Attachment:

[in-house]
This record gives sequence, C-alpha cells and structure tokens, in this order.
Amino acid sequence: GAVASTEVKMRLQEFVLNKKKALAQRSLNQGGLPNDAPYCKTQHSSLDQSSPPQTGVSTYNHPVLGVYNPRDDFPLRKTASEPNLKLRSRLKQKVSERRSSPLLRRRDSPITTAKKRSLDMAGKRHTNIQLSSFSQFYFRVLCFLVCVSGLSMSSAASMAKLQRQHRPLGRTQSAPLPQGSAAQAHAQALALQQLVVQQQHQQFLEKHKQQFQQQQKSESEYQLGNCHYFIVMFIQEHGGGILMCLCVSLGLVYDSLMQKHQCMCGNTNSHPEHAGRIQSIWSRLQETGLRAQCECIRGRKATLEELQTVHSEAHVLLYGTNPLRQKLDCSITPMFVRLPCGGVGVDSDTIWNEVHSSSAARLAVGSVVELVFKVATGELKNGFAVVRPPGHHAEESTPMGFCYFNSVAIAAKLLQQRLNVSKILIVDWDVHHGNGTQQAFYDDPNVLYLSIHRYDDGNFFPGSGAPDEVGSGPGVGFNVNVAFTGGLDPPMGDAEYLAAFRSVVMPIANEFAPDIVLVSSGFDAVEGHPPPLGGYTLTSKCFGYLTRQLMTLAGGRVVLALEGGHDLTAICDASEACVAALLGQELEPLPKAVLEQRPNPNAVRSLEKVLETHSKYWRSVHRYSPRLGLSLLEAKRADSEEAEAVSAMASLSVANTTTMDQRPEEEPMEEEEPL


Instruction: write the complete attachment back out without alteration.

[in-house]
This record gives sequence, C-alpha cells and structure tokens, in this order.
Amino acid sequence: GAVASTEVKMRLQEFVLNKKKALAQRSLNQGGLPNDAPYCKTQHSSLDQSSPPQTGVSTYNHPVLGVYNPRDDFPLRKTASEPNLKLRSRLKQKVSERRSSPLLRRRDSPITTAKKRSLDMAGKRHTNIQLSSFSQFYFRVLCFLVCVSGLSMSSAASMAKLQRQHRPLGRTQSAPLPQGSAAQAHAQALALQQLVVQQQHQQFLEKHKQQFQQQQKSESEYQLGNCHYFIVMFIQEHGGGILMCLCVSLGLVYDSLMQKHQCMCGNTNSHPEHAGRIQSIWSRLQETGLRAQCECIRGRKATLEELQTVHSEAHVLLYGTNPLRQKLDCSITPMFVRLPCGGVGVDSDTIWNEVHSSSAARLAVGSVVELVFKVATGELKNGFAVVRPPGHHAEESTPMGFCYFNSVAIAAKLLQQRLNVSKILIVDWDVHHGNGTQQAFYDDPNVLYLSIHRYDDGNFFPGSGAPDEVGSGPGVGFNVNVAFTGGLDPPMGDAEYLAAFRSVVMPIANEFAPDIVLVSSGFDAVEGHPPPLGGYTLTSKCFGYLTRQLMTLAGGRVVLALEGGHDLTAICDASEACVAALLGQELEPLPKAVLEQRPNPNAVRSLEKVLETHSKYWRSVHRYSPRLGLSLLEAKRADSEEAEAVSAMASLSVANTTTMDQRPEEEPMEEEEPL